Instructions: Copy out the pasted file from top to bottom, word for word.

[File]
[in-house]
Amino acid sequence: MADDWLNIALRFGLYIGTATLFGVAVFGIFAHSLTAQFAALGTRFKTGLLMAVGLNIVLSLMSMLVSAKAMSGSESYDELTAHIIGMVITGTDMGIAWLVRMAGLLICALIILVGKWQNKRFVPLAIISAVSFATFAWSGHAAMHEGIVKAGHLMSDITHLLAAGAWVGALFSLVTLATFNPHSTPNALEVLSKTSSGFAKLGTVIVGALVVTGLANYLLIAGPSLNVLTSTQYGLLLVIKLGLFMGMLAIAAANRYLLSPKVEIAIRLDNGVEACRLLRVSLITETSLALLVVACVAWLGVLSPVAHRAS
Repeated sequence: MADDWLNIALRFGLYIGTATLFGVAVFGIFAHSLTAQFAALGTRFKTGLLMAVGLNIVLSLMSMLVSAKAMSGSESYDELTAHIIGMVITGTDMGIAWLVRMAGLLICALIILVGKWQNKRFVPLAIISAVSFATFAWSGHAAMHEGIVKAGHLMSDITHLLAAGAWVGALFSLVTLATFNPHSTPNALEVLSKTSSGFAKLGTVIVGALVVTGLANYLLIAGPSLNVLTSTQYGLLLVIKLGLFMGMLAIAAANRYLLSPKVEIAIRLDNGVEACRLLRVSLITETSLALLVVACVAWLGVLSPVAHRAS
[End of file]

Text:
[in-house]
Amino acid sequence: MADDWLNIALRFGLYIGTATLFGVAVFGIFAHSLTAQFAALGTRFKTGLLMAVGLNIVLSLMSMLVSAKAMSGSESYDELTAHIIGMVITGTDMGIAWLVRMAGLLICALIILVGKWQNKRFVPLAIISAVSFATFAWSGHAAMHEGIVKAGHLMSDITHLLAAGAWVGALFSLVTLATFNPHSTPNALEVLSKTSSGFAKLGTVIVGALVVTGLANYLLIAGPSLNVLTSTQYGLLLVIKLGLFMGMLAIAAANRYLLSPKVEIAIRLDNGVEACRLLRVSLITETSLALLVVACVAWLGVLSPVAHRAS
Repeated sequence: MADDWLNIALRFGLYIGTATLFGVAVFGIFAHSLTAQFAALGTRFKTGLLMAVGLNIVLSLMSMLVSAKAMSGSESYDELTAHIIGMVITGTDMGIAWLVRMAGLLICALIILVGKWQNKRFVPLAIISAVSFATFAWSGHAAMHEGIVKAGHLMSDITHLLAAGAWVGALFSLVTLATFNPHSTPNALEVLSKTSSGFAKLGTVIVGALVVTGLANYLLIAGPSLNVLTSTQYGLLLVIKLGLFMGMLAIAAANRYLLSPKVEIAIRLDNGVEACRLLRVSLITETSLALLVVACVAWLGVLSPVAHRAS